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Ray Ozzie's latest venture is a cheap IoT board with flat rate connectivity (blues.io)
296 points by matthewsinclair on Aug 3, 2021 | hide | past | favorite | 141 comments

The first one is always free. Here's the actual pricing.[1]

There's a free tier limited to 5,000 events/month. The "Deploy" tier is $5,389.20 per project/year, plus event charges, plus a "connectivity assurance" charge.

Still, you could get a lot done with the free tier if you didn't overdo the traffic. Every half hour, "Soda machine #5621, no alarms, outside temp 82F, inside temp 36F, cash $75.25, stock level for Diet Pepsi 4, stock level for Sprite 50..."

[1] https://blues.io/services/

Yes, if you use our Notehub there is a free tier, and higher tiers are still very reasonable. (It does cost money to run infrastructure.)

That said, although we don't talk much about it, the HN crowd may be interested in knowing that this exists: https://github.com/blues/note

If you want to use the Notecard and you like Golang, you can spin up your own server and switch the notecard to speak with it via the "host" field in this JSON request: https://dev.blues.io/reference/notecard-api/hub-requests/#hu...

I know "meta" is discouraged on HN but I absolutely love that I can participate in a forum where Ray Ozzie replies to a comment made by John Nagle.

I think it's not so much that meta is discouraged as much as knee-jerk emotional meta reactions are, because they rarely lead to useful discussion. Complaining about downvotes or that you think the mods are being unfair are ultimately selfish actions most the time that drag the rest of the discussion down. At the same time, people sharing some of their favorite "HN discussion brought amazing person to the fore that shared" moments and links to them has allowed me and others to revisit and share in those moments and learn some of those amazing things shared even though we weren't part of that discussion.

"That's all you pay", says the website.

That seem significantly inaccurate if the deploy cost could be over 100× the headline "that's all you pay" figure.

Yes, you are correct. I am responsible for the messaging on blues.io and I agree with you, we could do a better, more full job explaining.

We are working through the final elements of a website revamp right now. I chose to update the whole site, rather than do it piece by piece so please accept my apology.

If you comment to this thread, I'll circle back and let everyone know when the site is updated and you can tell us what you think about it.

So.... if you were to connect this free board to something, such that it provided GPS coords in each message (whats max msg length? It would seem that you can do ~6 messages per hour, every hour, for the month - for free?

Is this correct?

So I can make a GPS child tracker for my kids backpacks - and it would just cost the $50 -- EDIT, ah for 10 years.

This is wonderful.

We attempted to negotiate this in 2007 after leaving Lockheeds RFID division, and nobody would touch it :-( for our sensors.

Yep, your scenario works and it's completely possible and plausible.

Messages are extremely small and efficient OTA (highly optimized and compressed).

The API is JSON and messages are your own unconstrained JSON object, but they're transmitted as compressed binary. (You can also have a binary payload 'attachment' to a JSON message if you so choose.)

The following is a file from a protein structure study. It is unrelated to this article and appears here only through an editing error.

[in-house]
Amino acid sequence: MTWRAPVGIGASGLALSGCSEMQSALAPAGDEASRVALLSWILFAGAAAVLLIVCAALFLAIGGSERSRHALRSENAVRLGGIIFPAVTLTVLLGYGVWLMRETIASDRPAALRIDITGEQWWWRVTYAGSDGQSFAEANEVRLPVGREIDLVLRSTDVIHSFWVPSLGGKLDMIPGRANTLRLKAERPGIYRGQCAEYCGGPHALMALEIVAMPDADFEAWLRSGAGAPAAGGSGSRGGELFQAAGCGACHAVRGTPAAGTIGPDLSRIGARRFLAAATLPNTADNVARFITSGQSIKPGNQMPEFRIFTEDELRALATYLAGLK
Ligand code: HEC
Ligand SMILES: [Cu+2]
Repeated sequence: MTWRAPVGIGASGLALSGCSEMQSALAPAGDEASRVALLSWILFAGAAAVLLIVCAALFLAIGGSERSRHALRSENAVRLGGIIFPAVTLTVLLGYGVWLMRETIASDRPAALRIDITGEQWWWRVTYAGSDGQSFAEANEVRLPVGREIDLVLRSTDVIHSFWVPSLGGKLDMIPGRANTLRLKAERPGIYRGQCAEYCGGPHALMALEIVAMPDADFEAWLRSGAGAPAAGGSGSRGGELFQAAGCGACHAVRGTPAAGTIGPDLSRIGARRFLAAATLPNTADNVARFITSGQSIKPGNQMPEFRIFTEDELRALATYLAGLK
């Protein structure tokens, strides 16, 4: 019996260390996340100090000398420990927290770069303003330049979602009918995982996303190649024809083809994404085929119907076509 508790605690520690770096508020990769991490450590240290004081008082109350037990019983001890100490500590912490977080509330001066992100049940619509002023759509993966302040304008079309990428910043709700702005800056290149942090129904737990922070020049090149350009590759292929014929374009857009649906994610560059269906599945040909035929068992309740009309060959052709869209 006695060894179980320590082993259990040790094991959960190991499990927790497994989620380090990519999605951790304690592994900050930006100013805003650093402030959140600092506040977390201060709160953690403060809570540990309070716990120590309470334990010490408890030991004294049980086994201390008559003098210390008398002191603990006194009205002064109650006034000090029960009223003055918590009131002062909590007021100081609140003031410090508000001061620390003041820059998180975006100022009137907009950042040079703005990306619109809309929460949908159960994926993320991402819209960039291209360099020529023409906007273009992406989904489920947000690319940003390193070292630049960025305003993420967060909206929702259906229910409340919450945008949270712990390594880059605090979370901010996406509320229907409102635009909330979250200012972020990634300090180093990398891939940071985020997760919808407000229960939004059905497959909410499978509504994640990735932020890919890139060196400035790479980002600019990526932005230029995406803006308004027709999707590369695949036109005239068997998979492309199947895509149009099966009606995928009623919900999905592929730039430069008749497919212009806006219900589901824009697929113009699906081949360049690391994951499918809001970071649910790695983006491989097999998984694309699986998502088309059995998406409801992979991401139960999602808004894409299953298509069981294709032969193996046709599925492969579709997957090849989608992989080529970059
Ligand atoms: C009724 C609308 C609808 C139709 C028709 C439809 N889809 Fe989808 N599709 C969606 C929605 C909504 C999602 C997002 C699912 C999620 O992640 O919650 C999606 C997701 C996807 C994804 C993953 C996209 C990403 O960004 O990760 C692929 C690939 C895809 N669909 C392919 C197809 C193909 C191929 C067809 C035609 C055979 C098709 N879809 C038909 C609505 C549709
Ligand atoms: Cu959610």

Although everything works fine if the messages are individually in the KB's, that's not the design center because of how we manage memory on our (STM32L4R5) MCU.

Things work most efficiently when the app uses lots of small messages. We buffer them in flash, and power-on the modem at user-settable intervals (or conditions) for upload.

May I please have one clarification:

The 500MB - is that per month - or once for the lifetime of the 10-year cell-"contract" of the card? (if once, how refill once depleted?)


(Also, while at Lockheed, our division was one of the early adopters of Groove. Sadly, we had factions who loved it and wanted to use it and factions who didnt want to change their workflows. -- As the head of IT, I liked it, although it had some quirks... it was too bad we didnt "find our groove" with Groove at the time. But the vision behind it was dope.)

I'm having a hard time finding out the physical dimensions of the cards. Can't see anything in the data sheet about that?

I'd like to know how small a configuration with a Notecard + carrier can be?

For sewing into a kids backpack I think it looks like it will be small enough, but in my mind, putting a tracker inside a shoe would be much better. A backpack is easily forgotten or lost somewhere, but shoes tend to stay with the person. However, to put it in a shoe it'd have to be pretty small.

I think this has what you are looking for, there are a few different cards to choose from but I think they are all in the 35mm square range (https://github.com/blues/note-hardware/tree/master/Notecard)

Long time no chat! Haven’t talked to you since a couple years after Microsoft acquired Groove.

This is really cool, but I don’t see any information on costs if you go over the 500mb of cellular data. Probably missed it, but I did click around a lot trying.

A heads-up: I have been told flash wear can be a problem for such a use case if you always start writing records from the same address after transmitting the buffer. :)

Your raising of your own children is none of my business, but I'm curious: how do you think that being raised while constantly tracked affects the child later on in life?